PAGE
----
Are you interested in gaining further knowledge and experience as a member of the press, media, journalism, and correspondents? Then the I-visa is for you. The I-Visa is known as the Media Visa that allows foreigners who are Members of the Foreign Media, Press and Radio, Foreign News Media, and Journalism to enter the U.S. legally to work. Unlike the Business Visitor Visa, the I-Visa is a work visa. I-Visa beneficiaries are permitted to participate in informative activities for a foreign audience.
The media visa is a non-immigrant visa to work in the U.S. but I-visa beneficiaries cannot use this specific visa to immigrate permanently to the U.S. or perform activities outside of the realm of journalism. For assistance with applying for an I-visa, have an immigration lawyer help you.
Getting To Know Agents of Foreign Information and Their Roles
Foreign media and film companies can use the I-Visa to bring their representatives to the U.S. to perform activities around the scope of work or foreign media projects. The specified persons that are categorized under the I-Visa with important capacities within the foreign information media are:
- Film crew (for example videographers and news photographers)
- Press, radio, film reporters
- Freelance journalists working under contract
- Employed journalists under a media company
- Independent product company staff that are members of the news-gathering process
Film crews and other foreign information media officials who desire to enter the U.S. to work in the commercial, entertainment, or advertising sectors are not under this category and are required to apply for different types of visa categories if they wish to travel to the United States for work temporarily.
Visa Eligibility Requirement
To qualify for an I-Visa, you must prove that you are a representative of a foreign media organization and the activities you want to do in the U.S. are vital to the foreign media function of the organization you are representing.
Anyone who works in a foreign country or represents a foreign media outlet and wants to travel to the U.S. to learn how American Media Houses does the news and reporting on events, gathering information around educational or informational media will need to be eligible.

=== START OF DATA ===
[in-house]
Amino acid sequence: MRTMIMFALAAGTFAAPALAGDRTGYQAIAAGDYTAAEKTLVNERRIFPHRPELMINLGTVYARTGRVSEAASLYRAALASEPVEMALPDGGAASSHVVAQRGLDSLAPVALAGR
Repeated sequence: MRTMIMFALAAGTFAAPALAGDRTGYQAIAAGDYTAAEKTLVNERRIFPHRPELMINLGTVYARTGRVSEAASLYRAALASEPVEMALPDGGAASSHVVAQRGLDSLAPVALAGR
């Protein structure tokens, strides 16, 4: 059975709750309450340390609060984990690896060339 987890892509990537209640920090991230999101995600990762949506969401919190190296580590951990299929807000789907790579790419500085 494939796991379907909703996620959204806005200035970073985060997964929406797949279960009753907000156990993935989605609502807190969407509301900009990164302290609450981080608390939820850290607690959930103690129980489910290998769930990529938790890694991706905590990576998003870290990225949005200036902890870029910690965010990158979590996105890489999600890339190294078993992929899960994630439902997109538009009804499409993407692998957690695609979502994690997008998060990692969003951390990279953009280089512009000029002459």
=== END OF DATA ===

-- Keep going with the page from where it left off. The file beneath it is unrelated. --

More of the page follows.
Certain circumstances that are typically eligible include:
- Laborers of a foreign media company or an independent production company
- Film production or distribution staff for dissemination of information or news with a primary source of funding from foreign country
- Journalists under a contract with a credential from a professional journalistic news network or outlet from a foreign country seeking to enter the U.S. to report on the U.S. for a foreign audience
- Ambassadors of tourist bureaus that are operated in whole or part by a foreign government for disseminating factual tourist information
A person who writes blogs qualifies if they would like to travel to the U.S. to cover an election or to collect and produce informational material about national parks or other conservation areas.
Filing an I-Visa
Every person seeking to travel to the U.S. under an I-Visa can apply while in the U.S. or abroad. Applying overseas will require going to the U.S. Embassy or Consulate of your home country and filing an I-Visa Form along with application fee. Before applying visit with your nearest immigration attorney.
An I-Visa Also Has an Expiration Date
Like any other visa whether immigrant or nonimmigrant, your visa has a validity period. An I-visa has a maximum of five years, though the majority of I-Visas are granted for 1 year unless you are applying from the People’s Republic of China (ROC).
Seek Help From an Immigration Lawyer
When applying for an I-Visa it is best to consult with an experienced immigration attorney especially if your career is dependent on getting an approval. Here at Gambacorta Law Office you will get advice and guidance for the entire I-Visa application process. Give our office a call at 847 443 9303.